This setup has been great for the last two years. However, I started to think about what could be better. On very bad weather days, the head-out style of the Borealis isn’t so pleasant. Being a third-party shell over an open trike, it isn’t sealed perfectly, so the inside of the body collects some water. It is not the most stable shape in the wind, having been designed as a practical shape for a much taller rider than me, rather than an optimised aerodynamic shape. I wondered what else might be out there; I have been fairly out of touch with the HPV world for some time.
Some online research later, and I decided to order an upgrade – I chose a design called the Bülk, a full carbon monocoque (so the fairing is a structural part of the bike), with lots of clever features. Built in Romania, ordering was a bit of a process, but six months or so later, I drove up to Portland to collect it from the airport.
I have some previous experience with very fast human-powered vehicles – I currently hold the British Hour Record at 50.1 miles (80.6 km). Those bikes can feel like a competition to make the most impractical bicycle – the rider can’t start and stop without help, there is very limited steering lock, gearing is only good for riding on the flat, and the ventilation is mostly pretty terrible. Having not ridden that type of bike in a long time, my first ride in the Bülk brought back memories. Tiny compared to the Borealis, slow to accelerate (it may be light for a velomobile but still around 60 lbs (27 kg)), somewhat noisy. But oh boy, once it gets up to speed .
I specced a 60×11 top gear, but I spin that out frequently. My hope with this new bike was that the aerodynamics would counter the weight such that I could do my commute at a decent pace without the assistance of an electric motor. I have only done a few runs, but so far it seems to be meeting those expectations. I have done the commute in 1:06; my best time without an assist by a good margin. While it is slow winching up the hill, the ventilation is very well thought out, which helps to prevent overheating. Then, it holds a high speed so well on the flat that it more than compensates for the slow climbing.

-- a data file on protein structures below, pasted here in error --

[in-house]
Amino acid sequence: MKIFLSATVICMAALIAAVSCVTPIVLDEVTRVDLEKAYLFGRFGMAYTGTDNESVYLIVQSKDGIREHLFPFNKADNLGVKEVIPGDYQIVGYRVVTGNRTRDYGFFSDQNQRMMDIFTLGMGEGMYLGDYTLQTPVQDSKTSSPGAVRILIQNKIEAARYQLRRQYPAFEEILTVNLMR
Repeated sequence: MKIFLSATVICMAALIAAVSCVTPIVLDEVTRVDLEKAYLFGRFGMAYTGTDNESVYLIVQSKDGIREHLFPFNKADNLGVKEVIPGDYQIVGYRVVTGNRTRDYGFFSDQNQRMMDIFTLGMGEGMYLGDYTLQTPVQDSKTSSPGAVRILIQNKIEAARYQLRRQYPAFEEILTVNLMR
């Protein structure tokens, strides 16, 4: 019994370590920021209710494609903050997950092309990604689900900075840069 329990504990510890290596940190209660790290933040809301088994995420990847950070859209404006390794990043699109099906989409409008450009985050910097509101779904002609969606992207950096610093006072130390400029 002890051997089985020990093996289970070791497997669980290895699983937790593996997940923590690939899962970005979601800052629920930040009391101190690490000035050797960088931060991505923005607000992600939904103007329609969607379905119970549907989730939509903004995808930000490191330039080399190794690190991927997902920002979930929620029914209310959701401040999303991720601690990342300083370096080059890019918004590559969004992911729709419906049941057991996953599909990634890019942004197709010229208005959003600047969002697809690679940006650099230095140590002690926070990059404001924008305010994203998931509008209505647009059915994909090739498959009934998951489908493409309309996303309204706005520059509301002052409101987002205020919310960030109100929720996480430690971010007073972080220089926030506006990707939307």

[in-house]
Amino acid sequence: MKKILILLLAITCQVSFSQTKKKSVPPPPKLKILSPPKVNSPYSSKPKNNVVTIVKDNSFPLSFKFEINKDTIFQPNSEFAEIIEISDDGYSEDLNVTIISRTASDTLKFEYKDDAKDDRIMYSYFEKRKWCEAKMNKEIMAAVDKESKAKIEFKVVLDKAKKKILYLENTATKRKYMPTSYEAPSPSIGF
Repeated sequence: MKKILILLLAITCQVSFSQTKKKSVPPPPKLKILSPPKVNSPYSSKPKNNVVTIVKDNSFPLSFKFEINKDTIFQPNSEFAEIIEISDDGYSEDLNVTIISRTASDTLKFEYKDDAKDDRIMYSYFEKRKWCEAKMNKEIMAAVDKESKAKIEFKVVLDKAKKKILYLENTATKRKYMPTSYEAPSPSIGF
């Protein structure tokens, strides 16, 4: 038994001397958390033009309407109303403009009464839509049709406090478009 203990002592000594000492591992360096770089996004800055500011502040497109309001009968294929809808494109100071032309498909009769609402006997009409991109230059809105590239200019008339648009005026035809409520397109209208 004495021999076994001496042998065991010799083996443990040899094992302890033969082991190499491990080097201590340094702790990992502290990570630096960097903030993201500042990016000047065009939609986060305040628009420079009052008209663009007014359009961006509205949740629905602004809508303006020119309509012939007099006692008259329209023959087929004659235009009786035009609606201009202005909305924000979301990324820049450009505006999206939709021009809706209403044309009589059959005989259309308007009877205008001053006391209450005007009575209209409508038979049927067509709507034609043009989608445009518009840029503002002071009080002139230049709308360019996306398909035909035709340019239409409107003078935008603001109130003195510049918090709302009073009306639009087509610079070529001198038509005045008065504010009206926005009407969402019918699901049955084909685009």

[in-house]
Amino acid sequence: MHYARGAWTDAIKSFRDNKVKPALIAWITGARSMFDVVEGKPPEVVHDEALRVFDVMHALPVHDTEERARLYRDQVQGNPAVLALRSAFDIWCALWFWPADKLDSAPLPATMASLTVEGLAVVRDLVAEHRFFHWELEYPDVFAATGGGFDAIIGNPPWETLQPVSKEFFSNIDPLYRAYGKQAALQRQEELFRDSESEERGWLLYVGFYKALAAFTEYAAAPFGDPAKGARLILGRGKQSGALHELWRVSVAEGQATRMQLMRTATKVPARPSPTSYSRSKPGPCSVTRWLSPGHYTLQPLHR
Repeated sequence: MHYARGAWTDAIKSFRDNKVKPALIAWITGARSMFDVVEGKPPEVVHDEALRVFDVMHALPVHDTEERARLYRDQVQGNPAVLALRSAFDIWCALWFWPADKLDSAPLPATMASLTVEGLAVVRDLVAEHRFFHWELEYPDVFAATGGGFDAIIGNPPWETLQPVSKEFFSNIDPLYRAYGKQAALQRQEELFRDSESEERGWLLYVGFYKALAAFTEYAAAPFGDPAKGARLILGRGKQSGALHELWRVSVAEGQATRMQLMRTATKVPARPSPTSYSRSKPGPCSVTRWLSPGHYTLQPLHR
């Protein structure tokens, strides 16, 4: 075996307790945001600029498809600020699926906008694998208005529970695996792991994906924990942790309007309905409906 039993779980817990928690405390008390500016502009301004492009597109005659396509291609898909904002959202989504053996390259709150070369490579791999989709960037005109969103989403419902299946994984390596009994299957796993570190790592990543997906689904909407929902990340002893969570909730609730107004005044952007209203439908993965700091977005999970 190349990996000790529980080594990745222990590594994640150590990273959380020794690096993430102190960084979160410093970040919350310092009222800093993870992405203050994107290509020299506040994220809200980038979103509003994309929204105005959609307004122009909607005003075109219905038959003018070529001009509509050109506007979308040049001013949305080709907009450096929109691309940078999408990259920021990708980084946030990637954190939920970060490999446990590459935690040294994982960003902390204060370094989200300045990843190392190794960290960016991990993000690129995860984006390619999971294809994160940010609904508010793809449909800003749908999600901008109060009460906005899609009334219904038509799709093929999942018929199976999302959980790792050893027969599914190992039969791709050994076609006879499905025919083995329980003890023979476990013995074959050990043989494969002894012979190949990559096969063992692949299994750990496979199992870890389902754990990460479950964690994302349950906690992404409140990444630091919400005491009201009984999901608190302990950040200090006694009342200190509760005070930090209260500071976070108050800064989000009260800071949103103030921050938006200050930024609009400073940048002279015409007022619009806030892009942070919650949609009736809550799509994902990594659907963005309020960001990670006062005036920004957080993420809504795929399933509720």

Before first going up and over the hill, I was a bit apprehensive about taking the Bülk down the twisty descent. With the Borealis I had learnt the speeds I could take each corner (I’m very aware of where the limit is, having found it in the past (see video below). Fortunately the dual oversize drum brakes work very well, so I am just cornering nice and easy as I learn how the new bike handles. There are definitely some fogging issues with the windshield, and some other small things to sort out, but so far I am pleased. It is kind of fun to actually be looking forward to the cold winter weather now that I have this new solution.
It will also be interesting to take it to the local time trial next year and see what I can do on the flat – especially after a winter of getting trained to this new riding position. Incidentally, I have discovered that having a decent length commute is a wonderful antidote to a lack of motivation for training – I think that last winter I only did a couple of outings that I would consider actual training rides, and yet I was decently fit for the season. And there was no lost time sitting in a four-wheeled metal box or having to resort to stationary riding.
One thing about riding a velomobile is having to accept the gawkers. Perhaps this gives me a little insight into being a celebrity – I get cameras pointed at me often (quite disconcerting when it is a phone being held up by the driver coming towards you …), and there are always lots of questions when I park. But on the plus side, I get more respect on the road than with anything else I have ridden.
My guess is that drivers have no idea what they are looking at, so slow down out of curiosity. They then pass carefully and with lots of room. It is common to have a car (apparently quite contentedly) sit behind me for a few miles, even when there were safe opportunities to pass.
I am keeping both bikes for the moment – I don’t know yet if there will be days when I want/need the electric help of the Borealis, and that bike has the capacity to transport a bike frame inside, which can be helpful in my line of work. To be reassessed after the winter!
Rob English is an American-based custom framemaker who builds under the name of English Cycles. Rob is an frequent contributor to Escape Collective with his tech-focussed column, The Whys of Bike Tech. This column looks to mix opinions from hands-on experience with a mechanical engineering background to break down commonly misunderstood subjects and myths in the world of cycling tech.